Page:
The ambitious HBO series "Westworld" returned last Sunday to much fanfare. The Robo-Western is about a futuristic wild west theme park where humans can indulge their every whim with the robot hosts there.
"We have the wood chopper from 'Westworld.' Some body parts on the table are for 'Santa Clarita Diet.' We also have a burnt body for the show 'Scandal,'" says Christien Tinsley, CEO of Tinsley Studio, a special effects makeup studio in Burbank. He and his team worked on season 1 of 'Westworld,' and received an Emmy for their make-up artistry.
Tinsley's specialties include prosthetics, fake blood, wigs and tattoos -- just like the abused, lifelike robot parts created by the engineers of "Westworld." Nowadays, the body parts we see in most films are made of silicon. "When I started out in this business, silicon wasn't widely used," says Tinsley. "The silicon-gel technology was primarily used in the medical field for prosthesis, for people with missing noses and ears."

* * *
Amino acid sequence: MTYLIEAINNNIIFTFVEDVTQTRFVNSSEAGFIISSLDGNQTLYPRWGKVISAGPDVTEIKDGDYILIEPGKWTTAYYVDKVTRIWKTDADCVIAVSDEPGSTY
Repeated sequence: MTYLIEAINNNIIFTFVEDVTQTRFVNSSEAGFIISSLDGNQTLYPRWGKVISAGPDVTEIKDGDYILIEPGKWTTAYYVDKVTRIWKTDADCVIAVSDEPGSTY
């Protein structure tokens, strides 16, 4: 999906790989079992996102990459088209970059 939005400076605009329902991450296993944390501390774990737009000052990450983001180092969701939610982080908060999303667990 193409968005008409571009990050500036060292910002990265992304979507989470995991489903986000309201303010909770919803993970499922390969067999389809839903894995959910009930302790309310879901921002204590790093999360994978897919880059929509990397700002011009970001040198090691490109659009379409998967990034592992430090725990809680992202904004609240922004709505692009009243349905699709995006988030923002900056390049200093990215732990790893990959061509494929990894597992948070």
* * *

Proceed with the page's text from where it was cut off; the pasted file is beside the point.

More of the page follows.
Tinsley also created Aquaman's tattoo suit for "Justice League" and the upcoming Aquaman origin movie. Unlike the temporary tattoos found in dollar stores, these impressions don't wash off or rub off easily.
"I would still use chocolate syrup if we were doing a black and white movie. It has the right viscosity, the right density of color," says Tinsley. "It doesn't matter if it's red. We just need the right effect for the audience. "